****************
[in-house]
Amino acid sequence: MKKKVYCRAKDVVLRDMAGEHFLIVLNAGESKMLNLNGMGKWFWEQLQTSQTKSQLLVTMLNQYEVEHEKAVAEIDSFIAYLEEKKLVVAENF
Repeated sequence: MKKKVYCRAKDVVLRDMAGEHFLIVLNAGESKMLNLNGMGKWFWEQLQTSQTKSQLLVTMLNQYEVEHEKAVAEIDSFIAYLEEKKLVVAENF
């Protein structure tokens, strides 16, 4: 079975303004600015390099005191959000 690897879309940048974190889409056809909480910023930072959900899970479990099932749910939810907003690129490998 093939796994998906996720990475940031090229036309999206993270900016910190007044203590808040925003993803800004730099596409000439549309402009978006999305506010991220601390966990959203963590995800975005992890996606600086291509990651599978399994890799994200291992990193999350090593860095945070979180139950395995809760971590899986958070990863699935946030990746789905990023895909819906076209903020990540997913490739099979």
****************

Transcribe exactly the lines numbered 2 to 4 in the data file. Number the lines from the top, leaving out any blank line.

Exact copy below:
Amino acid sequence: MKKKVYCRAKDVVLRDMAGEHFLIVLNAGESKMLNLNGMGKWFWEQLQTSQTKSQLLVTMLNQYEVEHEKAVAEIDSFIAYLEEKKLVVAENF
Repeated sequence: MKKKVYCRAKDVVLRDMAGEHFLIVLNAGESKMLNLNGMGKWFWEQLQTSQTKSQLLVTMLNQYEVEHEKAVAEIDSFIAYLEEKKLVVAENF
């Protein structure tokens, strides 16, 4: 079975303004600015390099005191959000 690897879309940048974190889409056809909480910023930072959900899970479990099932749910939810907003690129490998 093939796994998906996720990475940031090229036309999206993270900016910190007044203590808040925003993803800004730099596409000439549309402009978006999305506010991220601390966990959203963590995800975005992890996606600086291509990651599978399994890799994200291992990193999350090593860095945070979180139950395995809760971590899986958070990863699935946030990746789905990023895909819906076209903020990540997913490739099979």